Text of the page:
Sunday, May 14, 2023


 In 1968 Mattel released Hot Wheels. The little die cast cars got their name from the wheel system that used piano wire and special ridged wheels to cut down on friction. Less friction = faster car. So much faster, in fact, that the rest of the toy car industry was left in the dust. Sales went through the roof!

There was one problem with them (and their biggest rival, Matchbox cars), however. Although they had track for them, all roads lead down. In other words, to make the cars race along the track, they had to be pushed down a hill. Although they added jumps and loops as accessories, it was still a one way trip. 

Until the Supercharger.

Released in 1969, the Supercharger was brilliantly simple. It was a box that housed two foam wheels which spun horizontally; one clockwise and one anti-clockwise. Track could be attatched to both sides of the box and a car could enter one side, get gripped by the spinning wheels, and shot out the other side at pretty high velocities. The speed could even be adusted with a lever on the side. 

Now a race course could be constructed where a car could run forever! ...or at least until the two D cell batteries ran down.

There was a simple one and a double decker two booster version as well. I happen to have found a very clean, working single booster example at a toy show years ago. Here it is!

Here it is! A grabbed a few 1971 Hot Wheels to model with it...

On one side there are pictures of a really cool speed shop!

The end graphics...

On the other side there's a 60s diner!

A closeup of the wheels inside that shoot the car out...

...and the handle you can adjust the speed with.

Lastly, the compartment where the D cell batteries go. 

Amazingly, this unit works as well as it did when it was brand new! I don't fling any vintage cars with it, because I like the paint actually ON the car! I know, I'm just being picky.

So there you have it, a bit of late 60s toy tech that was a fun part of a lot of kid's childhood!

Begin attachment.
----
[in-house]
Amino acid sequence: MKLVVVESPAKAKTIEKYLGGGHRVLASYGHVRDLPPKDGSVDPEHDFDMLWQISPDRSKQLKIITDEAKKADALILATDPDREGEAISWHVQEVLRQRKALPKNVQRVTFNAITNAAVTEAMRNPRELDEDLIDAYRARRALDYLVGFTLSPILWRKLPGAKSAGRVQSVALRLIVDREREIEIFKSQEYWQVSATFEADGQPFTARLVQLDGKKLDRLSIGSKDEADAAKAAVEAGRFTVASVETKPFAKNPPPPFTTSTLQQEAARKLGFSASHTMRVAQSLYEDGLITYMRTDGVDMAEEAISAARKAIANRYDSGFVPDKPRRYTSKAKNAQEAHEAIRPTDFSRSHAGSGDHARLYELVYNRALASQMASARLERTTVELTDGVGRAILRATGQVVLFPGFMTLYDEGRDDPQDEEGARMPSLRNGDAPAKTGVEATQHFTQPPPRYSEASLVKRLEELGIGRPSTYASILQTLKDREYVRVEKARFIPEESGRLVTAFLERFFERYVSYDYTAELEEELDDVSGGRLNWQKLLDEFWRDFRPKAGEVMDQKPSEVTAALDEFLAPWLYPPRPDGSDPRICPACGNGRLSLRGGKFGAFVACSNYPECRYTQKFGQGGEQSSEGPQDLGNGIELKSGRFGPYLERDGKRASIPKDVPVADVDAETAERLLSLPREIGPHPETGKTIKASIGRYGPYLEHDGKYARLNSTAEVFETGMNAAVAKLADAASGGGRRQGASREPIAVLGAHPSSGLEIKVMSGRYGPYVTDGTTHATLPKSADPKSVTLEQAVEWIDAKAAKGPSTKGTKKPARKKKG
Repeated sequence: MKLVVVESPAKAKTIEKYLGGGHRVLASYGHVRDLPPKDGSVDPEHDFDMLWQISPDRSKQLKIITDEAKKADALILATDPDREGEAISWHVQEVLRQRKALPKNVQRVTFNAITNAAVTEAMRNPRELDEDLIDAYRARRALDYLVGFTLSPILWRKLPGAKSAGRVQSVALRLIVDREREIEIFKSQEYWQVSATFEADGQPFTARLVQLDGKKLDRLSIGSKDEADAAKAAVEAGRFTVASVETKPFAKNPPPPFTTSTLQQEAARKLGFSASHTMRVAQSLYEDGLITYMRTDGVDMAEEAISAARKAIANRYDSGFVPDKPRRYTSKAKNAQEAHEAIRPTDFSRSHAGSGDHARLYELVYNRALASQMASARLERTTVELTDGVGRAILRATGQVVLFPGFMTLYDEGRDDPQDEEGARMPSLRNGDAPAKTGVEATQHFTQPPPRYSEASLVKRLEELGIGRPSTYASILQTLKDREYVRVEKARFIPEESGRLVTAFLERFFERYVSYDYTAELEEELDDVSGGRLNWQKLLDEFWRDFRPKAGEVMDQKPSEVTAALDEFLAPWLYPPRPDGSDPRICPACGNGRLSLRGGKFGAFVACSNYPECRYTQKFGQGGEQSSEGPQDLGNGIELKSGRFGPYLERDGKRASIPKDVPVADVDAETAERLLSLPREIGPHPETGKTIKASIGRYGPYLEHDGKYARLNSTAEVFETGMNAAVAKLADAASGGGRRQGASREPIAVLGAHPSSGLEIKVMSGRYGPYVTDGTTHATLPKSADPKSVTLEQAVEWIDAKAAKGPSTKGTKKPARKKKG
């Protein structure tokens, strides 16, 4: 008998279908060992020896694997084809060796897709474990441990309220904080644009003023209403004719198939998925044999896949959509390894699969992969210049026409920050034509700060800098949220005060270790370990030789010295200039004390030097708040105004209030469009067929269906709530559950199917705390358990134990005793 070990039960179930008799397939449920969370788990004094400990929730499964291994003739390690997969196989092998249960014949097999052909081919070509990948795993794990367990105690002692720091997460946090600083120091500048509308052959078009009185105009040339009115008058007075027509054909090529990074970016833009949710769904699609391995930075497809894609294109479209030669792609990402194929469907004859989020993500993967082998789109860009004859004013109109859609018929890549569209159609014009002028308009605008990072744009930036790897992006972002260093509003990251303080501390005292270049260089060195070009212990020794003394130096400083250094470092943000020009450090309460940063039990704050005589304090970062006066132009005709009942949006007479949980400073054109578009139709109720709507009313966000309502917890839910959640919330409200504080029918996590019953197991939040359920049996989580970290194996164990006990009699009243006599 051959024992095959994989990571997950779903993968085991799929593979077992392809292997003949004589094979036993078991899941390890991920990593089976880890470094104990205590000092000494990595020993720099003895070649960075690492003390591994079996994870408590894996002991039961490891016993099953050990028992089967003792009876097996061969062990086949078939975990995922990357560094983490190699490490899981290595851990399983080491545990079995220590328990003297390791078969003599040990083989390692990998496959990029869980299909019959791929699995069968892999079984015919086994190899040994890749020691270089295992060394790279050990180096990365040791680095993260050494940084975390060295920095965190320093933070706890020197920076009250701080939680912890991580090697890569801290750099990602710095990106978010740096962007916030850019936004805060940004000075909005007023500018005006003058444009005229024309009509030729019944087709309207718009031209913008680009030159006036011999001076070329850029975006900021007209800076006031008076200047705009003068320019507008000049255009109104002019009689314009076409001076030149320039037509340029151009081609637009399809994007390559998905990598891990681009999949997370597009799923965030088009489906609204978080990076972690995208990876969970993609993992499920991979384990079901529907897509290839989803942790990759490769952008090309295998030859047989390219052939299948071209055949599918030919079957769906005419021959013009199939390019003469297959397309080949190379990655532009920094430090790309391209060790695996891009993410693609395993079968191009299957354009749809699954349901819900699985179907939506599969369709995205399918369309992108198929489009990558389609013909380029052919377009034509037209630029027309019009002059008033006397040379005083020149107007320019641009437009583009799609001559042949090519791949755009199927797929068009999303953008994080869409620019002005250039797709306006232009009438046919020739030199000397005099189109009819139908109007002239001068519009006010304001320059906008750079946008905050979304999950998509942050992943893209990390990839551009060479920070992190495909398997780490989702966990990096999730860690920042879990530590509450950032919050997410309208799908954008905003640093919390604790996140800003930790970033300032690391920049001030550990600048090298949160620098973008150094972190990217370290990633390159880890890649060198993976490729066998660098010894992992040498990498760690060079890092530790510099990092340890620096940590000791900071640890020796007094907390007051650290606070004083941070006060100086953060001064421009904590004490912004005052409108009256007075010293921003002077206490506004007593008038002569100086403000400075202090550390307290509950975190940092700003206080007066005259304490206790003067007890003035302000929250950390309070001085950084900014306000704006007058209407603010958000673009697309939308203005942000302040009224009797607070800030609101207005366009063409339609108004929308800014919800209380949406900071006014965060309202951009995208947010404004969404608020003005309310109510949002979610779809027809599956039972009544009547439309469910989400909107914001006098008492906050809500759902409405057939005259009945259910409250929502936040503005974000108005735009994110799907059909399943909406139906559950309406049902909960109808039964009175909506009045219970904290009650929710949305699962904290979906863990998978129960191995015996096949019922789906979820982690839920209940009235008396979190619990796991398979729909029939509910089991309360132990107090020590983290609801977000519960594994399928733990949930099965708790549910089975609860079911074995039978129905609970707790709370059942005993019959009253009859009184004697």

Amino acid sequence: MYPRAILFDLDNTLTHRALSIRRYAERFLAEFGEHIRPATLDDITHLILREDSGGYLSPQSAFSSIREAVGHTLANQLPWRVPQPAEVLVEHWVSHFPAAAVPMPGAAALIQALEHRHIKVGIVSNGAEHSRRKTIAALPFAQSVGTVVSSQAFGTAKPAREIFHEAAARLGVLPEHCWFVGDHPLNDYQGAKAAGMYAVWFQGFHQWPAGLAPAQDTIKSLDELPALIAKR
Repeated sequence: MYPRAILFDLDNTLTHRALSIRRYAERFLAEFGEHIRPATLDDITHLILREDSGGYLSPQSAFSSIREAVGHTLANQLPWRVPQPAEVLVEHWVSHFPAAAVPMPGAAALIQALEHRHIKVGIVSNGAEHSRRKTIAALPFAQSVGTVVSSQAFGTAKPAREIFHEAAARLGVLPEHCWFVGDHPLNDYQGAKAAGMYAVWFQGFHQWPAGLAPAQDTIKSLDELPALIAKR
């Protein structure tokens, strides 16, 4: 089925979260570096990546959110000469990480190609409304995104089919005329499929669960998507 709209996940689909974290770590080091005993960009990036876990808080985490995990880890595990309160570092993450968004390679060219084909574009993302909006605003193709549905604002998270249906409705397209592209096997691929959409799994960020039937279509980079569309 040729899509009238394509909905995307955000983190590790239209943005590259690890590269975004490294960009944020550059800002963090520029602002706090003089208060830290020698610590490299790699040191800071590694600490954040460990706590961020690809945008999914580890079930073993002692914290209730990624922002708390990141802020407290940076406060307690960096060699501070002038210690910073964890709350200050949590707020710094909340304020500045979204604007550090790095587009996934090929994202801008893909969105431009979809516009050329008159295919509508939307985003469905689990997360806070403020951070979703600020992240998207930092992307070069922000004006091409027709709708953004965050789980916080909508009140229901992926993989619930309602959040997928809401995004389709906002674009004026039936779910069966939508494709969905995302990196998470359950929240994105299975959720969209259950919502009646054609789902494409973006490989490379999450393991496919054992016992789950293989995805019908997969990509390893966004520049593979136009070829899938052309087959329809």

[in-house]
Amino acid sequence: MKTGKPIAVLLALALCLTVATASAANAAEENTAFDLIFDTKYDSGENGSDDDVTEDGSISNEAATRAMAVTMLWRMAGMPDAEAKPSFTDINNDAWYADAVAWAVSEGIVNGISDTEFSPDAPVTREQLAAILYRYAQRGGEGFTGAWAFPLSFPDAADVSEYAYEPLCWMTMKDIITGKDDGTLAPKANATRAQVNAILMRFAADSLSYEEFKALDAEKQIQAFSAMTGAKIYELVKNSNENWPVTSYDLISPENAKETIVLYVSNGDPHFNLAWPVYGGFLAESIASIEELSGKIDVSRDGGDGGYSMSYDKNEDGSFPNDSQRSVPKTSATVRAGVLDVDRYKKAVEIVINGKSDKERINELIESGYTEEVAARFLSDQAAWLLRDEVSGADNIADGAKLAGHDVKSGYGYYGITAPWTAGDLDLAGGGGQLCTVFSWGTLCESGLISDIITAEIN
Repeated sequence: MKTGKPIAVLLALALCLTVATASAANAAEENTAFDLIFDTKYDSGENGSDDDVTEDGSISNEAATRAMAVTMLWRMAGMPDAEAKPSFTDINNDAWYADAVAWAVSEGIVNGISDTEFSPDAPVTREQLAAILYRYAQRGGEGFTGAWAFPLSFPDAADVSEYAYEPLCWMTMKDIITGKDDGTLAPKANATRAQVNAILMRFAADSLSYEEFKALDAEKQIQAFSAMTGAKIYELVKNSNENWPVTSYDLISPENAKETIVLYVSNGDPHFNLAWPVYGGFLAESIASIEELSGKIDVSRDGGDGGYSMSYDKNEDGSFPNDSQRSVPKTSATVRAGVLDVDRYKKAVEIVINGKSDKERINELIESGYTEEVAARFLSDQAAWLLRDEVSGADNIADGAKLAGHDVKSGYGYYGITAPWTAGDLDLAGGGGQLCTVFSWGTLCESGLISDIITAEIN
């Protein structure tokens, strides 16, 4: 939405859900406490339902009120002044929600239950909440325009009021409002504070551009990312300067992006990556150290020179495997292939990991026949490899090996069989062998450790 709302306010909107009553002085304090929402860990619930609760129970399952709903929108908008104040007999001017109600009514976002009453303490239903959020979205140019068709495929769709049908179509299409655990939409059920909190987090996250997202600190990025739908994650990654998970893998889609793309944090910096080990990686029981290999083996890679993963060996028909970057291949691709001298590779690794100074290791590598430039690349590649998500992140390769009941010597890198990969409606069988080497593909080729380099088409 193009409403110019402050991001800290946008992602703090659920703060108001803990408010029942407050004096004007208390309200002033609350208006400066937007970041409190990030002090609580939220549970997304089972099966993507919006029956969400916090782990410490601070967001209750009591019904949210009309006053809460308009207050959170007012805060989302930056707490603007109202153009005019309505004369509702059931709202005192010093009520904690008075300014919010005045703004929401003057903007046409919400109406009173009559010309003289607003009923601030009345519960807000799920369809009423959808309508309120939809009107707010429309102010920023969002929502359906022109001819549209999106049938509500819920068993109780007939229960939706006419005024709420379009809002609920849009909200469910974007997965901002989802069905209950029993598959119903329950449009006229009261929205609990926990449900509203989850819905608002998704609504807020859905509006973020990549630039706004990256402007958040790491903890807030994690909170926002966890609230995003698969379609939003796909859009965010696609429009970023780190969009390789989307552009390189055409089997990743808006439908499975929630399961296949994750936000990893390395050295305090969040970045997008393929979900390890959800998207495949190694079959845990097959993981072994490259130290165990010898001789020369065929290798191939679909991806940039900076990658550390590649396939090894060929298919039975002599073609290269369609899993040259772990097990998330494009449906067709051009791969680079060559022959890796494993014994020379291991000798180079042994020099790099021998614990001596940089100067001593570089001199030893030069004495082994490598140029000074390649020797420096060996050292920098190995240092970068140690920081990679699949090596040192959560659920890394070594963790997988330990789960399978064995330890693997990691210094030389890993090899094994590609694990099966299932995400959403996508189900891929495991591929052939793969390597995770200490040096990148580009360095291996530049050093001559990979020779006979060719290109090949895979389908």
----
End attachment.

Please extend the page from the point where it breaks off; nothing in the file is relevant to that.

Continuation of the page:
Until next time, keep searching for treasure!


  1. Nice find, Stu! My brother and I received two of these for Christmas of '69. I had to go look at a picture that was taken that morning, showing the box. It has "Supercharger Double Action Set" printed on it. Until reading your post, I didn't realize that there was a double set. I just figured that my parents bought two of them and that we stacked them. I wonder if you could also do it that way, since the little houses were separate from one another, even in the "Double" set. I'm also wondering if ours still work. They are packed away in my mom's garage, along with the track, and the little "Speedometer" house, or whatever that was called. And we still have the box for the Speedometer, but I'm not sure how or why it got saved. I started saving packaging and boxes at a much older age, but something like that normally got tossed when we were that young.

    Congrats on finding one of these in such good working condition, Stu!

    - TokyoMagic!

    1. Wow, I really didn't know that the double set worked that way! I guess I've never seen one "live." Yours may well work if they were stored without batteries. Batterines have killed many vintage toys, I'm afraid!
      I also have a speedometer...somewhere. no box, though. It's cool that you still have yours!

  2. Hey Stu, I just posted two pics of our Hot Wheel Superchargers, both on Christmas morning. One where they are set up and "stacked" and the other one of the box. There's actually two boxes in the photo, but I guess the other box didn't contain a Supercharger, since the one box has "Double Action Set" on it, but I don't remember what was in the other box. Maybe it was just a basic set-up with track, etc. Here's where I posted the pics, if you are interested. Just scroll down to the last two pics:

    Hot Wheel Superchargers - Christmas 1969

    - TokyoMagic!

    1. Wow, my own blog lost my comment. Bummer!
      What I said was, "Cool! I never reasized that they were two single ones put together! Now that I see your picture, I can see holes on the bottom of mine where the stand would have gone to make it a top level building!" Or...something like that.
      But that really is a cool picture! Thanks!

  3. Oh yeah, I meant to ask you if yours had a hole or slot on the bottom. The "stand" to hold up the one end of the top building, was the exact same piece you see holding up the "curve" in the track, in that same photo. Those pieces looked like little grey stone walls. They had a slightly textured surface that made them look like they were made of individual stones, but that texture doesn't show up in the pic.

    - TokyoMagic!


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